Honeybees do the “Mexican wave”!

By Seriously Science | June 6, 2013 12:00 pm

Photo: flickr/iriskh

Here’s another thing to add to the list of awesome things bees do: the wave! Just like sports fans in a stadium, when a predator appears, the bees do the Mexican wave...with their butts! Turns out, this repels hornets, and may also alert the rest of the hive to the presence of the enemy. Be sure to watch the awesome video after the jump!

Social waves in giant honeybees repel hornets.

“Giant honeybees (Apis dorsata) nest in the open and have evolved a plethora of defence behaviors. Against predatory wasps, including hornets, they display highly coordinated Mexican wave-like cascades termed ‘shimmering’. Shimmering starts at distinct spots on the nest surface and then spreads across the nest within a split second whereby hundreds of individual bees flip their abdomens upwards. However, so far it is not known whether prey and predator interact and if shimmering has anti-predatory significance. This article reports on the complex spatial and temporal patterns of interaction between Giant honeybee and hornet exemplified in 450 filmed episodes of two A. dorsata colonies and hornets (Vespa sp.). Detailed frame-by-frame analysis showed that shimmering elicits an avoidance response from the hornets showing a strong temporal correlation with the time course of shimmering. In turn, the strength and the rate of the bees’ shimmering are modulated by the hornets’ flight speed and proximity. The findings suggest that shimmering creates a ‘shelter zone’ of around 50 cm that prevents predatory wasps from foraging bees directly from the nest surface. Thus shimmering appears to be a key defence strategy that supports the Giant honeybees’ open-nesting life-style.”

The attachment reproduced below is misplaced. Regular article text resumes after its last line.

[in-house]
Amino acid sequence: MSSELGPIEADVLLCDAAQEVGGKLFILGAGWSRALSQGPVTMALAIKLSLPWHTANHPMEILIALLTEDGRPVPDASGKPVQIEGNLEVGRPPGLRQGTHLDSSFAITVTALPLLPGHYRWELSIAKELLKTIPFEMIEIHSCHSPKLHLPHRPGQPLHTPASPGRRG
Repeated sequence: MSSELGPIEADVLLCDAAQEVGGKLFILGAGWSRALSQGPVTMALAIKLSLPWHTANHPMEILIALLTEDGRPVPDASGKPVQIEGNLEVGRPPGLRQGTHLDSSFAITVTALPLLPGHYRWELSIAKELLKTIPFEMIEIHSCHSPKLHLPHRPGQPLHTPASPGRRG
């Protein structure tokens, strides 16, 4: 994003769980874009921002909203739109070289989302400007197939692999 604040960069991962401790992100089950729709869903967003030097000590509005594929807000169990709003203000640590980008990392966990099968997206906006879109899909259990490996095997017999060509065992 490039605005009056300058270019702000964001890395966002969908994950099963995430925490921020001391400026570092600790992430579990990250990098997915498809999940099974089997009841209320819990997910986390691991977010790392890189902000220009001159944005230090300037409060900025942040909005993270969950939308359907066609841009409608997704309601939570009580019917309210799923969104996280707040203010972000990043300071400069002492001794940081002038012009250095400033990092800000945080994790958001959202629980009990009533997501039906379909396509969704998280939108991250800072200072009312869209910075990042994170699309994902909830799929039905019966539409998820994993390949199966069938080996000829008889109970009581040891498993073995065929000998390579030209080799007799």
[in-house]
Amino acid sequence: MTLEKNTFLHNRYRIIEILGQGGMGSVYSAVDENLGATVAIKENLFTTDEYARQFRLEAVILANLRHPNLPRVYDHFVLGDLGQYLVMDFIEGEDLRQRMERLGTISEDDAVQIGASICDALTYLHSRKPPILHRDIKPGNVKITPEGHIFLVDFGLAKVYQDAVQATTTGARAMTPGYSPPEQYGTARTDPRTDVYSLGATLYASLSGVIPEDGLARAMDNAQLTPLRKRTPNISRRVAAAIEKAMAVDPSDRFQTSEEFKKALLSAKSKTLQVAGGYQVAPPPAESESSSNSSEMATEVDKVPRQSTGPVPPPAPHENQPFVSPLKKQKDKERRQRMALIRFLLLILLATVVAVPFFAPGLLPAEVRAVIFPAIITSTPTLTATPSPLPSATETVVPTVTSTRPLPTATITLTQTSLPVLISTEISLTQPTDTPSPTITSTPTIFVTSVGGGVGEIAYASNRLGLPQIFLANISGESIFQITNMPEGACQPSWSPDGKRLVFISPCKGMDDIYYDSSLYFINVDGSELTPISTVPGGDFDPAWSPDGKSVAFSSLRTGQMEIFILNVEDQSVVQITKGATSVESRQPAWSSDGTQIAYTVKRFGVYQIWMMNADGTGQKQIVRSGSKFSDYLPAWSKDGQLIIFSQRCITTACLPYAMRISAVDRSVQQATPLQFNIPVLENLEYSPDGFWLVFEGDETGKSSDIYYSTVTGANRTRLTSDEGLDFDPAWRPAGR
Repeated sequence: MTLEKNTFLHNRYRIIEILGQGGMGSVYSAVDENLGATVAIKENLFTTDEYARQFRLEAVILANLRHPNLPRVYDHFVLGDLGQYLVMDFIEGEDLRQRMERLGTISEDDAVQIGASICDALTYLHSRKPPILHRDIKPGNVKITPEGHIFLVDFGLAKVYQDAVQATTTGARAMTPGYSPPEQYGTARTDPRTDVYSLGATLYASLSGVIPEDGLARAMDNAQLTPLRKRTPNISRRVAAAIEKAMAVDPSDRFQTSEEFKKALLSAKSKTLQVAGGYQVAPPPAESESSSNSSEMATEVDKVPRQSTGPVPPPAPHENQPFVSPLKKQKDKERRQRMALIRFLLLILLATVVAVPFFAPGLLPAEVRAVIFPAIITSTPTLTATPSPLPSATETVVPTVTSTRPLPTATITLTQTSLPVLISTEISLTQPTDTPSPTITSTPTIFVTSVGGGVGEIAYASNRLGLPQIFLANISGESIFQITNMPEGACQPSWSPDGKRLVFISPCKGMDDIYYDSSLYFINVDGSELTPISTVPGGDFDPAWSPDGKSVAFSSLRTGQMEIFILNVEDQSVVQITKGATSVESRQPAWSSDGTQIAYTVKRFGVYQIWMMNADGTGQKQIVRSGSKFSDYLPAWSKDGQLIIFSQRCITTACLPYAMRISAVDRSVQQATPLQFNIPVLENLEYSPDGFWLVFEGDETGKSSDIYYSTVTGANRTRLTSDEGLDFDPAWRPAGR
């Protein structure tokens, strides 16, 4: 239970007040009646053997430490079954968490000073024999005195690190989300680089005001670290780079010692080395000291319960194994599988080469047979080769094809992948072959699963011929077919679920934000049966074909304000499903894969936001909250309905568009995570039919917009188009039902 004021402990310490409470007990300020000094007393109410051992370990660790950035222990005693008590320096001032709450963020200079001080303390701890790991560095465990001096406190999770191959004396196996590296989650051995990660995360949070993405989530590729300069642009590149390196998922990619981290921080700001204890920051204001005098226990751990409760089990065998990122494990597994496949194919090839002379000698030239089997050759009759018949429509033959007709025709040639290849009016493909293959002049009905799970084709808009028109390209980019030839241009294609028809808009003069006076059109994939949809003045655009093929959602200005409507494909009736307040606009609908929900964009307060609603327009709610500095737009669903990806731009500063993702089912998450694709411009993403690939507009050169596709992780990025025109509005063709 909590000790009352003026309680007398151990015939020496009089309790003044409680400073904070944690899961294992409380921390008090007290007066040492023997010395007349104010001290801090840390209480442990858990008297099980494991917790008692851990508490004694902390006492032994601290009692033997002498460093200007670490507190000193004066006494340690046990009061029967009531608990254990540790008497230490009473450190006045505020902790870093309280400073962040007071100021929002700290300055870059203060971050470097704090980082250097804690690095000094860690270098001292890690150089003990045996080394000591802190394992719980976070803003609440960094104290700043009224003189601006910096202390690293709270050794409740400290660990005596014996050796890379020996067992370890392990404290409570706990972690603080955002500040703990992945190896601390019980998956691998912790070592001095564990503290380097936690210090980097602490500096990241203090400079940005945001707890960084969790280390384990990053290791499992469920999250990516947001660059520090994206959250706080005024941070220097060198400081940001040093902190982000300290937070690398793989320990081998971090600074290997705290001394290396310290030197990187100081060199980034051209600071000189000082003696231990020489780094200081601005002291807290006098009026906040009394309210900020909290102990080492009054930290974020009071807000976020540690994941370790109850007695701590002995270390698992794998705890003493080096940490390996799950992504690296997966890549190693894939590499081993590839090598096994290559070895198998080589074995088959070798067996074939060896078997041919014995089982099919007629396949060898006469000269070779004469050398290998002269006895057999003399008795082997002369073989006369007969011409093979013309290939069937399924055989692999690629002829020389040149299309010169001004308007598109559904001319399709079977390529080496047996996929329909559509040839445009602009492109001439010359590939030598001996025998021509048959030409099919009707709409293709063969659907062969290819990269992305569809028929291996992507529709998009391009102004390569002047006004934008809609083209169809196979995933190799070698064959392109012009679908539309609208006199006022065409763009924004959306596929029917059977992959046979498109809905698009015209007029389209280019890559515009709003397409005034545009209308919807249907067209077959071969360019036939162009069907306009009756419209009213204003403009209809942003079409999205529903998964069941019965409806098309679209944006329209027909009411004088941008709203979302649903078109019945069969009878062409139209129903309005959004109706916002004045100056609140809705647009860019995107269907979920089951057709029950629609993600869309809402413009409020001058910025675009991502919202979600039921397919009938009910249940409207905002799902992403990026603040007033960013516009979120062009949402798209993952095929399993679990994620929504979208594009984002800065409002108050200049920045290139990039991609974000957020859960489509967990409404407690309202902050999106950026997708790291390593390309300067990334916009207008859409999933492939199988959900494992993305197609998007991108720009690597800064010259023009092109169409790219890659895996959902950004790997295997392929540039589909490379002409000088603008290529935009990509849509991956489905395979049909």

Bonus video from the materials and methods:

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CATEGORIZED UNDER: fun with animals, super powers

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